Get Started Investing: It’s really not as hard (or as scary) as you might think!

Pink flower steadily budding and blooming.

Hello! Lately, I’ve been getting into the world of investing since I now have a steady stream of income and want to set myself up for the future. Making my money work for me now so that I have comfortable streams of wealth in the future is one of my current goals. I don’t want to have to fully depend on my job for stability.

We’ve also seen long periods of uncertainty as well as big, unpleasant surprises (COVID-19 *cough* *cough* — no pun intended). Many of us have struggled. Some more than others.

No matter what your age or financial situation, we can all reap the benefits of investing so that we can comfortably handle the unfortunate surprises that will continue to rock our financial boat for years to come.

Don’t be scared!

A lot of people associate investing with risk. I mean, it does seem safer to shovel your money into a bank instead of pouring it into some stocks that may win you some extra money (or alternatively, lose you money).

We’ve all heard the campfire-flashlight-style ghost stories of people going broke pouring all their hard-earned cash into a stock their buddy at work told them was going to triple their money overnight. I remember back in high school when the craze over Bitcoin reached its peak, a classmate told the story of her grandfather shoveling his entire retirement into Bitcoin and losing almost all of it in a matter of weeks.

Fear not! These deterring stories only happen to those of us with no financial intelligence. It actually is surprisingly easy to make your money work for you in the stock market in a way that has very little risk.

Okay, tell me how!

Investing doesn’t have to be complicated. In fact, it can be entirely automated. As easy as scheduling a withdrawal from your account or divying up your paycheck once a month into a few carefully selected funds that will almost guarantee your success. Mind you, I say almost because it really depends on how you select your investments.

Determining your risk tolerance

This might sound cliche but determining your level of acceptable risk is the most important first step you can take when getting started with investing.

When your portfolio dips down a few points one day, are you gonna shit the bed and move all of your money back to the bank? Or, are you going to keep your head, ride out the storm, and maybe even seize the opportunity to buy more assets on sale?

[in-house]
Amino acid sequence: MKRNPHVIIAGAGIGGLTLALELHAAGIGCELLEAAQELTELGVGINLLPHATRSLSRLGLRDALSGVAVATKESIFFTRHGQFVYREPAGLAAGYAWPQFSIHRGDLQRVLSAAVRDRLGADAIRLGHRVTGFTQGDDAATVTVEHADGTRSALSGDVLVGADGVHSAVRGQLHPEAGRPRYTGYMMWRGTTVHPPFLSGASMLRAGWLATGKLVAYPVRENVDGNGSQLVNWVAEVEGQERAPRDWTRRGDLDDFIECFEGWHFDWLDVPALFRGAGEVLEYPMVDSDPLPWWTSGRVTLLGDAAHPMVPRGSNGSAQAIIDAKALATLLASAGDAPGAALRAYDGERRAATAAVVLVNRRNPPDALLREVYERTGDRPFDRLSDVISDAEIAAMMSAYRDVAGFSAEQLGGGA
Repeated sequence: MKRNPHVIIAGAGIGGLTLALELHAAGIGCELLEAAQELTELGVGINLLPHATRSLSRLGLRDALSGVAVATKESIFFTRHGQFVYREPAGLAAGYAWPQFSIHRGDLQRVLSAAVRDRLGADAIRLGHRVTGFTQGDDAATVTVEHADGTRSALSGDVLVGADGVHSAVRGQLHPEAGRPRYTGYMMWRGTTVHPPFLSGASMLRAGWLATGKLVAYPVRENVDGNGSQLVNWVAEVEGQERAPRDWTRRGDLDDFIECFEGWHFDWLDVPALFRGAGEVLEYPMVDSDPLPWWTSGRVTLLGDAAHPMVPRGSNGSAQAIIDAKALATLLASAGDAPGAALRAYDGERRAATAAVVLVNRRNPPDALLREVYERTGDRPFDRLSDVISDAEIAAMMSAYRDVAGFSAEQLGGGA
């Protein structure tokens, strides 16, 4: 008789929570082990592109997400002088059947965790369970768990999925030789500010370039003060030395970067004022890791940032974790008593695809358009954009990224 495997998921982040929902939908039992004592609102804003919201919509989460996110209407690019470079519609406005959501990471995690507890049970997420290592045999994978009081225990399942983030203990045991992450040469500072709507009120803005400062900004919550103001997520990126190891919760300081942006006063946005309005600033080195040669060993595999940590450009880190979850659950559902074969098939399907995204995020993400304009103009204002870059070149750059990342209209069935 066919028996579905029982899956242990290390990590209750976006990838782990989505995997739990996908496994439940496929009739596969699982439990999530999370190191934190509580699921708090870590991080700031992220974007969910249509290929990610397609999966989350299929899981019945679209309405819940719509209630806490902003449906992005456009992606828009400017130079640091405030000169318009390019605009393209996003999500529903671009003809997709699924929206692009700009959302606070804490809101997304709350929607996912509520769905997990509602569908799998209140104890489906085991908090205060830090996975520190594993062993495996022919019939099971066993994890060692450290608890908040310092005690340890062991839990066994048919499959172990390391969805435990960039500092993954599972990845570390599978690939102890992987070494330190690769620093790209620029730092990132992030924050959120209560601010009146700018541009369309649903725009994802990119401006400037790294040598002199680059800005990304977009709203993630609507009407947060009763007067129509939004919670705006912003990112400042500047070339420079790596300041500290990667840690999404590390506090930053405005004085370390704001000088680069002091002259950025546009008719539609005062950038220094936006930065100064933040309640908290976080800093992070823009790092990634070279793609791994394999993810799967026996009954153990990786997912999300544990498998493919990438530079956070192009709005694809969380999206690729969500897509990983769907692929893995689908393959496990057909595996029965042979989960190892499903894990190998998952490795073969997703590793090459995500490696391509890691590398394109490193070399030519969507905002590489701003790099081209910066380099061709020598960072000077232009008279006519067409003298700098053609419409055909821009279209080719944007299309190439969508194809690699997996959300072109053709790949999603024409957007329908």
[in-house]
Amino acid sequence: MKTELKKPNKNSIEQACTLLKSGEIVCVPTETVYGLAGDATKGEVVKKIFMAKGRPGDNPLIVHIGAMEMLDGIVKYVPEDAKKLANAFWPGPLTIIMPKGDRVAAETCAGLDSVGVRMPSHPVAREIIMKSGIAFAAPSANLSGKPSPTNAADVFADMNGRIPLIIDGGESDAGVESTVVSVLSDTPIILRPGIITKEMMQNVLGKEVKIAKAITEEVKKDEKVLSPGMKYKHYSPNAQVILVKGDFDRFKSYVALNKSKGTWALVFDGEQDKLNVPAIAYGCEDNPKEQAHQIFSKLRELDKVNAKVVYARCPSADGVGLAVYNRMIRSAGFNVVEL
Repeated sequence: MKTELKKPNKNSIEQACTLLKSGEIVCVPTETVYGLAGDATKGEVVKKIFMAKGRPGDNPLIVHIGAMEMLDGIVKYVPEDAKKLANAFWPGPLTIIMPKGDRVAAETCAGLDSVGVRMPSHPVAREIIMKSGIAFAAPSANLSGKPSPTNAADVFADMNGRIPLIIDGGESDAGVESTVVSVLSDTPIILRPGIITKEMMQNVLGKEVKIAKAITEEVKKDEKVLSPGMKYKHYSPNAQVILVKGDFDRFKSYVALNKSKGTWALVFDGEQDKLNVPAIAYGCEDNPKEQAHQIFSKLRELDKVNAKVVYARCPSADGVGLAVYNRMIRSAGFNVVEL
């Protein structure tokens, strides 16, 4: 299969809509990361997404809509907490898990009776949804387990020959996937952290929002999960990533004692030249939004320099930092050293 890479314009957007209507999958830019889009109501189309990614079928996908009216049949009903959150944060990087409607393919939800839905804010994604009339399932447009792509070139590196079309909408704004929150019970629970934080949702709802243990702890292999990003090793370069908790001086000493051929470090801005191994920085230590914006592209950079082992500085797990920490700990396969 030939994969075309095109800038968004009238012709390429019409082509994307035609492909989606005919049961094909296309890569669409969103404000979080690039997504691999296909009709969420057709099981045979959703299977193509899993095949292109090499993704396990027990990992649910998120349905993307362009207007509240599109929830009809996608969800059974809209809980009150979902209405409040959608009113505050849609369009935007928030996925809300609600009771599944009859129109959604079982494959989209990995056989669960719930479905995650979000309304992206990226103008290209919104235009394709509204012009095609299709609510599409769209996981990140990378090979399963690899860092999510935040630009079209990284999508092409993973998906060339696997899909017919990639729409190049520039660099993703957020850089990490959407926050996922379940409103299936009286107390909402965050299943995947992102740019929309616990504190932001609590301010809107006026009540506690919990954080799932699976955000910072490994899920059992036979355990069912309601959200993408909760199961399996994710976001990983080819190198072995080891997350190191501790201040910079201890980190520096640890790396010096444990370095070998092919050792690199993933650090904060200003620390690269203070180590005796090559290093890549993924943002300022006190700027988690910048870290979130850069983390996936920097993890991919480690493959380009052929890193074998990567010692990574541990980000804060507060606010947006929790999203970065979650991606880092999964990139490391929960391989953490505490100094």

Measuring your risk tolerance really boils down to two things:

  1. Time
  2. Emotion


When I say time, I’m not just referring to how long you have to invest. I’m sure if you’ve tried to get your foot in the door into the world of investing, you’ve heard sources tell you that the younger you are the better. With time on your side, you can handle more risk.

This has its truths. With more time, you will be able to ride out the storm. The market has a way of going up and down, but for the past 100 years, it has grown by an average of 10%. And this trend doesn’t seem to be slowing down anytime soon.

More importantly, when I refer to time, I am referring to how much time you are willing to put into investing. Knowledge is the true metric of one’s risk tolerance. It doesn’t matter if you’re 18 or 118 years old, if you are able to invest in businesses wisely and develop a strategy that works for you, you are certain to find success.


Your emotional state is also a big player in your risk tolerance. The market is fueled by emotions. Therefore it is constantly subjective to going up and down.

This is because humans determine stock prices — not businesses. Sometimes the stock price could far exceed the value of the business and other times, the price could be lower than what the business is worth.